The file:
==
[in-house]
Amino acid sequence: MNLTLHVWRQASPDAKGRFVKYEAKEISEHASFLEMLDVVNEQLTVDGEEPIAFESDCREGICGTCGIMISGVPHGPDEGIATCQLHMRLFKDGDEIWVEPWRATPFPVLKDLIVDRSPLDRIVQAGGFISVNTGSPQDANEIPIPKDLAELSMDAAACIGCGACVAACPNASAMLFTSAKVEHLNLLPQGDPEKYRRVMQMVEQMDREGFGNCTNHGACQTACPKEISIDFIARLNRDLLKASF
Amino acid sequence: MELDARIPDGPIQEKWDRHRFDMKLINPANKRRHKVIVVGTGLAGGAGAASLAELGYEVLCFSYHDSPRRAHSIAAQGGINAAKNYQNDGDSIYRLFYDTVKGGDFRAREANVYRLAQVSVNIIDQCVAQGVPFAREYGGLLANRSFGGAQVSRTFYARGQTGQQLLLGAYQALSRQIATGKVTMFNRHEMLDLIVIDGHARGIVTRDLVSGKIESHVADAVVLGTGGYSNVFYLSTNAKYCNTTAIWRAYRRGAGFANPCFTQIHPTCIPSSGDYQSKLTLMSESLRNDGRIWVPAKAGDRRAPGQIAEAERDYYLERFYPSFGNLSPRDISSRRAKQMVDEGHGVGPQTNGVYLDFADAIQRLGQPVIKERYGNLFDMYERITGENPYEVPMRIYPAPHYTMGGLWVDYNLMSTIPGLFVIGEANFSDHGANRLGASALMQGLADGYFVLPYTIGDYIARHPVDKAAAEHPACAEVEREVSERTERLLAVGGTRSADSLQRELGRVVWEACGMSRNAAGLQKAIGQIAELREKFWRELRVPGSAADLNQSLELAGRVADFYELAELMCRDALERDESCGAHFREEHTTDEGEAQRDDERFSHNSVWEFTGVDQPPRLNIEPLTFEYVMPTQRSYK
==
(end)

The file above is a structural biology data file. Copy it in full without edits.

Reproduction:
[in-house]
Amino acid sequence: MNLTLHVWRQASPDAKGRFVKYEAKEISEHASFLEMLDVVNEQLTVDGEEPIAFESDCREGICGTCGIMISGVPHGPDEGIATCQLHMRLFKDGDEIWVEPWRATPFPVLKDLIVDRSPLDRIVQAGGFISVNTGSPQDANEIPIPKDLAELSMDAAACIGCGACVAACPNASAMLFTSAKVEHLNLLPQGDPEKYRRVMQMVEQMDREGFGNCTNHGACQTACPKEISIDFIARLNRDLLKASF
Amino acid sequence: MELDARIPDGPIQEKWDRHRFDMKLINPANKRRHKVIVVGTGLAGGAGAASLAELGYEVLCFSYHDSPRRAHSIAAQGGINAAKNYQNDGDSIYRLFYDTVKGGDFRAREANVYRLAQVSVNIIDQCVAQGVPFAREYGGLLANRSFGGAQVSRTFYARGQTGQQLLLGAYQALSRQIATGKVTMFNRHEMLDLIVIDGHARGIVTRDLVSGKIESHVADAVVLGTGGYSNVFYLSTNAKYCNTTAIWRAYRRGAGFANPCFTQIHPTCIPSSGDYQSKLTLMSESLRNDGRIWVPAKAGDRRAPGQIAEAERDYYLERFYPSFGNLSPRDISSRRAKQMVDEGHGVGPQTNGVYLDFADAIQRLGQPVIKERYGNLFDMYERITGENPYEVPMRIYPAPHYTMGGLWVDYNLMSTIPGLFVIGEANFSDHGANRLGASALMQGLADGYFVLPYTIGDYIARHPVDKAAAEHPACAEVEREVSERTERLLAVGGTRSADSLQRELGRVVWEACGMSRNAAGLQKAIGQIAELREKFWRELRVPGSAADLNQSLELAGRVADFYELAELMCRDALERDESCGAHFREEHTTDEGEAQRDDERFSHNSVWEFTGVDQPPRLNIEPLTFEYVMPTQRSYK